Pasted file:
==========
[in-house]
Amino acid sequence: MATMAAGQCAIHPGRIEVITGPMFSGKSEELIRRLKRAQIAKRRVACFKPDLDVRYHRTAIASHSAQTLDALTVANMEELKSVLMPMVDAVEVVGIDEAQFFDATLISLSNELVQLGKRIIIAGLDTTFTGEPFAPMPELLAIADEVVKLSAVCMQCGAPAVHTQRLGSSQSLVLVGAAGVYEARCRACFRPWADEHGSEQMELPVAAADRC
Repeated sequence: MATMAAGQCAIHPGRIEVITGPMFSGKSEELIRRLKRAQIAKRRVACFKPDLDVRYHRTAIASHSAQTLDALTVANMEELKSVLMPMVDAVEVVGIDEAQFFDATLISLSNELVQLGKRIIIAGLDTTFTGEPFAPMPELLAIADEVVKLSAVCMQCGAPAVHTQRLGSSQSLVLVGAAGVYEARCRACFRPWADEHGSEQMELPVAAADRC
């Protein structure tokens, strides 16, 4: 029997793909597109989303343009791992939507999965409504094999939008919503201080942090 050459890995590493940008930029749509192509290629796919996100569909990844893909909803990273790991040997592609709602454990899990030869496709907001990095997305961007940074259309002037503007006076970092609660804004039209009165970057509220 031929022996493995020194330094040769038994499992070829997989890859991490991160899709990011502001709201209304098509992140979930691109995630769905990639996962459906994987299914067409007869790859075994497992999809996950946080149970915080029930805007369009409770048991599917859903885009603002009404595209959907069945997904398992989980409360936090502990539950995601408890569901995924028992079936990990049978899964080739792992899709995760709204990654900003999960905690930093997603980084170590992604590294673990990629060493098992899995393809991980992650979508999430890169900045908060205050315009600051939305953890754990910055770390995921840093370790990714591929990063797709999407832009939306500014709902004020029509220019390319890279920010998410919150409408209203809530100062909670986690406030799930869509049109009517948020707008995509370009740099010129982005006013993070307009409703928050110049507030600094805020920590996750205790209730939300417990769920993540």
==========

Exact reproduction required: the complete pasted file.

[in-house]
Amino acid sequence: MATMAAGQCAIHPGRIEVITGPMFSGKSEELIRRLKRAQIAKRRVACFKPDLDVRYHRTAIASHSAQTLDALTVANMEELKSVLMPMVDAVEVVGIDEAQFFDATLISLSNELVQLGKRIIIAGLDTTFTGEPFAPMPELLAIADEVVKLSAVCMQCGAPAVHTQRLGSSQSLVLVGAAGVYEARCRACFRPWADEHGSEQMELPVAAADRC
Repeated sequence: MATMAAGQCAIHPGRIEVITGPMFSGKSEELIRRLKRAQIAKRRVACFKPDLDVRYHRTAIASHSAQTLDALTVANMEELKSVLMPMVDAVEVVGIDEAQFFDATLISLSNELVQLGKRIIIAGLDTTFTGEPFAPMPELLAIADEVVKLSAVCMQCGAPAVHTQRLGSSQSLVLVGAAGVYEARCRACFRPWADEHGSEQMELPVAAADRC
């Protein structure tokens, strides 16, 4: 029997793909597109989303343009791992939507999965409504094999939008919503201080942090 050459890995590493940008930029749509192509290629796919996100569909990844893909909803990273790991040997592609709602454990899990030869496709907001990095997305961007940074259309002037503007006076970092609660804004039209009165970057509220 031929022996493995020194330094040769038994499992070829997989890859991490991160899709990011502001709201209304098509992140979930691109995630769905990639996962459906994987299914067409007869790859075994497992999809996950946080149970915080029930805007369009409770048991599917859903885009603002009404595209959907069945997904398992989980409360936090502990539950995601408890569901995924028992079936990990049978899964080739792992899709995760709204990654900003999960905690930093997603980084170590992604590294673990990629060493098992899995393809991980992650979508999430890169900045908060205050315009600051939305953890754990910055770390995921840093370790990714591929990063797709999407832009939306500014709902004020029509220019390319890279920010998410919150409408209203809530100062909670986690406030799930869509049109009517948020707008995509370009740099010129982005006013993070307009409703928050110049507030600094805020920590996750205790209730939300417990769920993540």